Exercise lifts the mood. Blood flow to the brain is increased, as are the levels of brain chemicals such as serotonin and dopamine that help us feel good. When we’re able to exercise out doors then there are additional benefits from natural light and the chemicals emitted from trees that boost our immune system (you’ll learn all about this in Sonya’s Forest Therapy sessions).
Try exercise classes, walking, jogging, cycling, swimming or dancing. Find something that makes you feel good and prioritise the time to do it in.
3. Learn new skills
Join an evening class. Take up yoga, painting, drumming, singing, creative writing, cooking or learn a new language, anything useful that gets you meeting new people and doing things that are intrinsically satisfying.
Perhaps you’d enjoy learning a healing skill for yourself such as Bowen Therapy, Reiki or Abdominal Sacral Massage. Doing so will have many additional benefits including the ability to heal yourself and others which brings me nicely to..
4. Give to others
You may not have realised it, but it was the Random Acts of Kindness Week last week 17th – 22nd February. This week (and the focus day on 17th February) was organised by the Random Acts of Kindness organisation with the aim of making “kindness the norm”. There are lots of great suggestions and inspirational stories on their website.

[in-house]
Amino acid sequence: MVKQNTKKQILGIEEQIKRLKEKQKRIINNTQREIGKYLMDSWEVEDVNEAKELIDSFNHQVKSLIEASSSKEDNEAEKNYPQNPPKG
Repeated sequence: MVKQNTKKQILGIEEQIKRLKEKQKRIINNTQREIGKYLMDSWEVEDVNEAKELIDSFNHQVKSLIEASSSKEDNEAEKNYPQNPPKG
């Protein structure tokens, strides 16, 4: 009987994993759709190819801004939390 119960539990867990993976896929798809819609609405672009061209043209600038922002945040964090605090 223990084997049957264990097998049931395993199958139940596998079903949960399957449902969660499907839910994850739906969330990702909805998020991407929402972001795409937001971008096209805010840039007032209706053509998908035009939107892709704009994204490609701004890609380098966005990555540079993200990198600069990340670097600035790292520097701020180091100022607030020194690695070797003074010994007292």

You might also like to check out Action for Happiness’s Friendly February calendar suggestions. Their focus for February is on daily actions to bring happiness to others and improve relationships.
5. Pay attention to the present moment (mindfulness)
Every human being has the capacity to be mindful. Mindfulness can help settle a busy mind and bring about change from within. Learn to settle the chattering mind and connect more with how you are feeling, rather than thinking, in order to bring about change from the inside. I love the clicky pen analogy offered by Caroline Quinton Smith in her recent blog post, Mindfulness and the clicky pen analogy.
Caroline offers a variety of mindfulness classes and courses. She’s also our Guest Speaker at the next Newbury Wellbeing Network meeting (Wednesday 11th March 10:30am – 12pm at Chequers Hotel in Newbury) which is open to all independent therapists and Wellness Practitioners in the local area.
Tracy Hughes also offers mindfulness guidance in her Meditation Classes that run in 4-week blocks.
I hope you find something here to inspire you to set time and energy aside to nurture your mental wellbeing and that you enjoy yourself in the process!
Do share your thoughts and experiences with us in the comments below or if you have any specific questions about what has been discussed, you are welcome to email me directly and I’ll do my best to answer you and point you in the right direction for more information if necessary.
- Seligman, M E P (1991). Learned Optimism. Alfred Knopf, New York.
- Lane, R E (2000). The Loss of Happiness in Market Democracies. Yale University Press.
- The Global Burden of Disease (2004). World Health Organixation, Geneva.
- Zhai L, Zhang Y, Zhang D (2015). Sedentary behaviour and the risk of depression: a meta-analysis. British Journal of Sports Medicine 49:705-709.